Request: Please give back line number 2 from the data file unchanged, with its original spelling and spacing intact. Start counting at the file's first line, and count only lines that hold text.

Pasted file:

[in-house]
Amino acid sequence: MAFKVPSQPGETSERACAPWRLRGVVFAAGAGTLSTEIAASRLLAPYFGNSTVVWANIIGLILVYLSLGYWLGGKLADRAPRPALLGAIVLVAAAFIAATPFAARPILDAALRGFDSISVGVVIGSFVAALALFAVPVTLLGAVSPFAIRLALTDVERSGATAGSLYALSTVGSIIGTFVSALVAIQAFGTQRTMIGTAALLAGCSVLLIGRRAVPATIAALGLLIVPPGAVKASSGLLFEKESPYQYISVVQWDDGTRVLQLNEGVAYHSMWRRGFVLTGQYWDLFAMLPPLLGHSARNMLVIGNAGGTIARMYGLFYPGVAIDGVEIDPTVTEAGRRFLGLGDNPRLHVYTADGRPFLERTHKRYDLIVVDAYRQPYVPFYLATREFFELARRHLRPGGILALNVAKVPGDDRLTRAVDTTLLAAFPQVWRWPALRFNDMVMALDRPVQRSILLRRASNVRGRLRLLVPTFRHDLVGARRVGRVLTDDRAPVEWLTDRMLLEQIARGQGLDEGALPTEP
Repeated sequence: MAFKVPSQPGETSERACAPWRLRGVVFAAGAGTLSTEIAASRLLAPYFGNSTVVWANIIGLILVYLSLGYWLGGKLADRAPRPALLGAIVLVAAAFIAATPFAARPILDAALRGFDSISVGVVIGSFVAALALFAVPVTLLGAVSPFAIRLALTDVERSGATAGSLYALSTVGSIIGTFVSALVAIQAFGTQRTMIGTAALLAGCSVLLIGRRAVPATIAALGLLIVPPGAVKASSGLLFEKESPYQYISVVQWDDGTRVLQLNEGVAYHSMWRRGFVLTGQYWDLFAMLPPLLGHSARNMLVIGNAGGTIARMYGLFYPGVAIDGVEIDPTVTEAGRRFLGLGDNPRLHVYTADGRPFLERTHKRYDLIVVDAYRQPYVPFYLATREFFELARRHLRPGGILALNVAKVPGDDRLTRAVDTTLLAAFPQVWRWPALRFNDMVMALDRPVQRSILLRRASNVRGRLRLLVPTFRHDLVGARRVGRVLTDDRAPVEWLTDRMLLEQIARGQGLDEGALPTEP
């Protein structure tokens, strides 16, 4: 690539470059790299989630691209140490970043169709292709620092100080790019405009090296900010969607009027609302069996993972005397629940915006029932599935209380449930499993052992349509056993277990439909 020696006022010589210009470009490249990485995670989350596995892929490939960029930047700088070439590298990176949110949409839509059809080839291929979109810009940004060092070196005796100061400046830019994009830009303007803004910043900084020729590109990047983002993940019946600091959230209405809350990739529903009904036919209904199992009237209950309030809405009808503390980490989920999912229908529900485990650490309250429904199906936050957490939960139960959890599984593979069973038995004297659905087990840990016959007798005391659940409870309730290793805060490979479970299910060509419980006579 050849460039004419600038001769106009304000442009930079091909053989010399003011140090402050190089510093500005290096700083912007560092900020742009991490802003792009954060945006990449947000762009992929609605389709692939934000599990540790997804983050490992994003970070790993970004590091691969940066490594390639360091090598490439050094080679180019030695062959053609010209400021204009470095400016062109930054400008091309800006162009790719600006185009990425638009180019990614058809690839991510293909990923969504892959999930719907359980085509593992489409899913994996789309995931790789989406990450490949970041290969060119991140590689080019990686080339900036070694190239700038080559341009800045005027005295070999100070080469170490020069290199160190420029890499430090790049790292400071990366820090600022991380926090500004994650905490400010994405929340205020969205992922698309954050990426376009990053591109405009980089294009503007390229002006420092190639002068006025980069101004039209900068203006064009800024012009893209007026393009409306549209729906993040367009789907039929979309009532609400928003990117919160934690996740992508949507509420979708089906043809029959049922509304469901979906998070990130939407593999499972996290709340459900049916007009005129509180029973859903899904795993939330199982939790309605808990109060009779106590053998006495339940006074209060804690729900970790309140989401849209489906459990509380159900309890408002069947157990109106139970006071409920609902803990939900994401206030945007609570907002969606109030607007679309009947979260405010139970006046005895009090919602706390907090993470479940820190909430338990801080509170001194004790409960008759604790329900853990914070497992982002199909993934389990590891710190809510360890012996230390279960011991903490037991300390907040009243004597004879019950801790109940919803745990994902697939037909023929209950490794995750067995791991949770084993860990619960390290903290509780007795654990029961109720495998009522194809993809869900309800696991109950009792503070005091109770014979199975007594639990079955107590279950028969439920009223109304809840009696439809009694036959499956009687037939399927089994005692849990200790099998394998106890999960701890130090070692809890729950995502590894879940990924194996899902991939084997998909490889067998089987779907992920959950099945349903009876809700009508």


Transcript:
Amino acid sequence: MAFKVPSQPGETSERACAPWRLRGVVFAAGAGTLSTEIAASRLLAPYFGNSTVVWANIIGLILVYLSLGYWLGGKLADRAPRPALLGAIVLVAAAFIAATPFAARPILDAALRGFDSISVGVVIGSFVAALALFAVPVTLLGAVSPFAIRLALTDVERSGATAGSLYALSTVGSIIGTFVSALVAIQAFGTQRTMIGTAALLAGCSVLLIGRRAVPATIAALGLLIVPPGAVKASSGLLFEKESPYQYISVVQWDDGTRVLQLNEGVAYHSMWRRGFVLTGQYWDLFAMLPPLLGHSARNMLVIGNAGGTIARMYGLFYPGVAIDGVEIDPTVTEAGRRFLGLGDNPRLHVYTADGRPFLERTHKRYDLIVVDAYRQPYVPFYLATREFFELARRHLRPGGILALNVAKVPGDDRLTRAVDTTLLAAFPQVWRWPALRFNDMVMALDRPVQRSILLRRASNVRGRLRLLVPTFRHDLVGARRVGRVLTDDRAPVEWLTDRMLLEQIARGQGLDEGALPTEP